This volume of campaigns allows analysis on a very granular level including by fields such as media type, location, business category, ad type, time frame and many others. Results of past ad performance that predict future performance vary widely depending on selected fields or other factors.
For example, the LSA Insights database further showed that there is nearly a 7 times variance between verticals in effectiveness of driving secondary actions when using geo-targeted mobile display ads. The chart below reveals that geo-targeted mobile ads are particularly effective at driving secondary actions for healthcare, home & trade services and professional services.
Does that mean performance of geo-targeted ads for all businesses in the Financial & Insurance vertical or in Technology Services is low? There is surely variance in performance based on geography, business category and other factors. These rates are also relative to the industry benchmark so they are not absolute indicators. However, the chart illustrates the importance of digging deeper into the data to get better insights on ad performance including paid search ads.
How Can Local Advertisers Use Location Data?
Beyond illustrating the importance of detailed analysis, the above charts also illustrate a broader point: Local advertisers should begin to further embrace location data to better target mobile ads in order to reach consumers when they are in a certain area and may be looking to buy. Here are a few ways advertisers can utilize a consumer’s location and target mobile ads.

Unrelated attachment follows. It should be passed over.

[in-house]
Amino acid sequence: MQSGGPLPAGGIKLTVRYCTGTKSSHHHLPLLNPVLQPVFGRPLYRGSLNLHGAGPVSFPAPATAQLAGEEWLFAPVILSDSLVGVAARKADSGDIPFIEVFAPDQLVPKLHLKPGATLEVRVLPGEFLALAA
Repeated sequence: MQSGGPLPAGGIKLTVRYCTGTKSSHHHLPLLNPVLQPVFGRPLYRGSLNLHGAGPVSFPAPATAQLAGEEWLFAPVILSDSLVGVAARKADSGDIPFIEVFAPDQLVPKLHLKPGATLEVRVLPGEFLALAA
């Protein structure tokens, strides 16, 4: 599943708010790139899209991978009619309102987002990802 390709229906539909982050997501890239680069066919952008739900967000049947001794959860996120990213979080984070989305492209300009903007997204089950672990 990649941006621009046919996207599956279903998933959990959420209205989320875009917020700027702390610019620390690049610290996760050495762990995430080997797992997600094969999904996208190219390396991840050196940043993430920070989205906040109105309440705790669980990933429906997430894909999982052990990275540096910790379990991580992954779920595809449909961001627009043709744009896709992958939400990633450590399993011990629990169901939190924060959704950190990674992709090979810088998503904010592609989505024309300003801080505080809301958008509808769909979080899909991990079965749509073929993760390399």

Geo-Aware Ads detect the real-time location of a mobile user and serve a location appropriate message. The message can be adjusted to fit local conditions, season, weather, events and the like. For example, a coffee shop may display different coupons for tourists in Times Square than locals in Brooklyn.
Geo-Fencing sets a perimeter around a physical location and serves mobile ads to users in that specific area. The ads may or may not include creative messages acknowledging the user’s location or include location-based features such as a store locator. For example, a car service can target ads only to users that are within half a mile of an airport or train station.
Geo-Conquesting is a variation of geo-fencing, where a perimeter is set around a competitor’s location and ads are served to mobile users in that area. So instead of delivering a mobile ad to consumers who are in the vicinity of your store, you can deliver the ad to them when their near your competitor to entice them to do business with you instead.
It’s been said before – as consumer habits shift, so will the prominence and importance of mobile advertising. The ability to target mobile ads using location data is a powerful tool to reach consumers that has a high return on investment for advertisers. And the more targeted the better. Today, relevant data is available, even for small agencies, that permit highly local decisions about who, when, where and how to target ads.
Some opinions expressed in this article may be those of a guest author and not necessarily Search Engine Land. Staff authors are listed here.